SAN JOSE (KPIX) – State lawmakers are scrambling to hammer out a deal to extend California’s eviction moratorium before the June 30th deadline.
“In a matter of days, we could see evictions start up again for potentially hundreds of thousands of Californians who are behind on their rent. And this would be counter-productive at best and tragic at best,” says Assemblyman David Chui.READ MORE: VIDEO: Wind-Whipped Dixie Fire Ignites Homes In Greenville; Fire Crews 'Going Into Life Threat Mode'
Eviction moratoriums were designed to help Californians struggling with the cost of housing during the pandemic that paralyzed large swaths of the state’s economy.
“I couldn’t pay rent so I needed help,” says Melanie Rodrigues. She says she fell behind on her rent after the death of her mother in April.
“They have all this help out there in theory, but they haven’t handed it out because it’s so hard to get it,” says Melanie who has struggled for the past few months to qualify for federal rental assistance programs.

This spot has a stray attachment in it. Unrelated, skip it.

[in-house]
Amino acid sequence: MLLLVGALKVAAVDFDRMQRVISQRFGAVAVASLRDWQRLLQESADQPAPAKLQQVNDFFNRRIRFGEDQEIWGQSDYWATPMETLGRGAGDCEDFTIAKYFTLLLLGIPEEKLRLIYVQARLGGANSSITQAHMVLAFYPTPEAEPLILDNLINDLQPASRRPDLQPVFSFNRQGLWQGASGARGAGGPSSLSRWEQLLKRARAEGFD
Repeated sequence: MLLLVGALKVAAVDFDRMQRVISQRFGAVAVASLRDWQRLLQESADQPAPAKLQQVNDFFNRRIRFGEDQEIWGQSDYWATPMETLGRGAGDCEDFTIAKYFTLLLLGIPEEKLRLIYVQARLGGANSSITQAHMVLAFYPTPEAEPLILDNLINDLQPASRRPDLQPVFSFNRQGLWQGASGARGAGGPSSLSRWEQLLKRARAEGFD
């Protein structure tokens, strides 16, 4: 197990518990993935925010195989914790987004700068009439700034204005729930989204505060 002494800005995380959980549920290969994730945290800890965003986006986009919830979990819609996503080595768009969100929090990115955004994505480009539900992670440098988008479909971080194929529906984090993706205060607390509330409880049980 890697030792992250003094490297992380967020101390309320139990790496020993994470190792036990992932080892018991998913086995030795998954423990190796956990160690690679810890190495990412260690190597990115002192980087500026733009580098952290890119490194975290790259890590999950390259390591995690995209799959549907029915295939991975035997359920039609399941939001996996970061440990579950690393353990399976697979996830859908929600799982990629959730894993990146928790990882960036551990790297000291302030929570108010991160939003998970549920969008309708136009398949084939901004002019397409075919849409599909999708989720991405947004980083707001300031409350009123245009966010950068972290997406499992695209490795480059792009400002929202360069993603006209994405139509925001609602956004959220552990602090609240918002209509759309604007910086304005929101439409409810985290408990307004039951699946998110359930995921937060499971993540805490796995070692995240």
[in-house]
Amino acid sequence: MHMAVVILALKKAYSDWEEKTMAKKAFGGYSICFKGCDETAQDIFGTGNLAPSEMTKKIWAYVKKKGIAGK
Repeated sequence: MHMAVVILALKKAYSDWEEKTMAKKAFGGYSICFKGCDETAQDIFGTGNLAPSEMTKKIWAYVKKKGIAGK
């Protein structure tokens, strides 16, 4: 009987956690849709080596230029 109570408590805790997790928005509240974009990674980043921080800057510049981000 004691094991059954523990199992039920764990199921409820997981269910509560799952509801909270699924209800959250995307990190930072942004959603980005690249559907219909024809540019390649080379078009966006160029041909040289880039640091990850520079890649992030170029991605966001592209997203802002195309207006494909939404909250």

Congress approved $5.2B for California to help pay back rent for thousands of tenants across the state. So far, the state has only approved and paid out a little more than 60-million.READ MORE: Shooting Investigation In San Leandro Blocks Hesperian Blvd.
“We have four that have been approved and zero that have been paid out so far,” says Jeff Zell who owns a property management company with roughly two-thousand rental units. Zell says 76 of his company’s 80 applications for rent reimbursement have yet to be approved.
“It’s super frustrating and I have no way to work with it or work around it. There’s nothing I can do,” says Zell.
A spokesperson for the California Business, Consumer Services and Housing Agency which runs the program says they are trying to make the application process faster, more efficient and easier to use.
But until that happens, housing advocates say the state eviction moratorium must be extended.MORE NEWS: Photos: Dixie Fire Destroys Homes, Businesses In Greenville
“Some people are just now getting employed. And they don’t even know if that job is going to be reliable and stable and a good fit for them. So, a good six month extension seems reliable,” says Shaunn Cartwright.